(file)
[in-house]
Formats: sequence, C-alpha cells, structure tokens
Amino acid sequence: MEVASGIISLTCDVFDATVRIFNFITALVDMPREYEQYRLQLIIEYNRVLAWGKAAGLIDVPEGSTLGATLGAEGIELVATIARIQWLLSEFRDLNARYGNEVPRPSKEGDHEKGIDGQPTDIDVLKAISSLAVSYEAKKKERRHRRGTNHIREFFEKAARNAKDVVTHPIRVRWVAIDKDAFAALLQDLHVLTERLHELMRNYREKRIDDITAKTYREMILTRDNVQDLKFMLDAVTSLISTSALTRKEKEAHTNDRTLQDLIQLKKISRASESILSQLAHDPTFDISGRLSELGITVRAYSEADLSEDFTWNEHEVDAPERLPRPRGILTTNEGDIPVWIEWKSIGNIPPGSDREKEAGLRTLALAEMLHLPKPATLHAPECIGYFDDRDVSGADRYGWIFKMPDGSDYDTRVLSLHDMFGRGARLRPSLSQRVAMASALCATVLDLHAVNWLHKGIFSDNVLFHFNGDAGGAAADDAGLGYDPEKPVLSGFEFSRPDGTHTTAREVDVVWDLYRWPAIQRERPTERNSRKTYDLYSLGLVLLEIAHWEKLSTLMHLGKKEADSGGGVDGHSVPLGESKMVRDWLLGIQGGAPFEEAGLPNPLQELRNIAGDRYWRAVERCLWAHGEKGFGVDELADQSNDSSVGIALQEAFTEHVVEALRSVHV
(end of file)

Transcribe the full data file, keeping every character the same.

[in-house]
Formats: sequence, C-alpha cells, structure tokens
Amino acid sequence: MEVASGIISLTCDVFDATVRIFNFITALVDMPREYEQYRLQLIIEYNRVLAWGKAAGLIDVPEGSTLGATLGAEGIELVATIARIQWLLSEFRDLNARYGNEVPRPSKEGDHEKGIDGQPTDIDVLKAISSLAVSYEAKKKERRHRRGTNHIREFFEKAARNAKDVVTHPIRVRWVAIDKDAFAALLQDLHVLTERLHELMRNYREKRIDDITAKTYREMILTRDNVQDLKFMLDAVTSLISTSALTRKEKEAHTNDRTLQDLIQLKKISRASESILSQLAHDPTFDISGRLSELGITVRAYSEADLSEDFTWNEHEVDAPERLPRPRGILTTNEGDIPVWIEWKSIGNIPPGSDREKEAGLRTLALAEMLHLPKPATLHAPECIGYFDDRDVSGADRYGWIFKMPDGSDYDTRVLSLHDMFGRGARLRPSLSQRVAMASALCATVLDLHAVNWLHKGIFSDNVLFHFNGDAGGAAADDAGLGYDPEKPVLSGFEFSRPDGTHTTAREVDVVWDLYRWPAIQRERPTERNSRKTYDLYSLGLVLLEIAHWEKLSTLMHLGKKEADSGGGVDGHSVPLGESKMVRDWLLGIQGGAPFEEAGLPNPLQELRNIAGDRYWRAVERCLWAHGEKGFGVDELADQSNDSSVGIALQEAFTEHVVEALRSVHV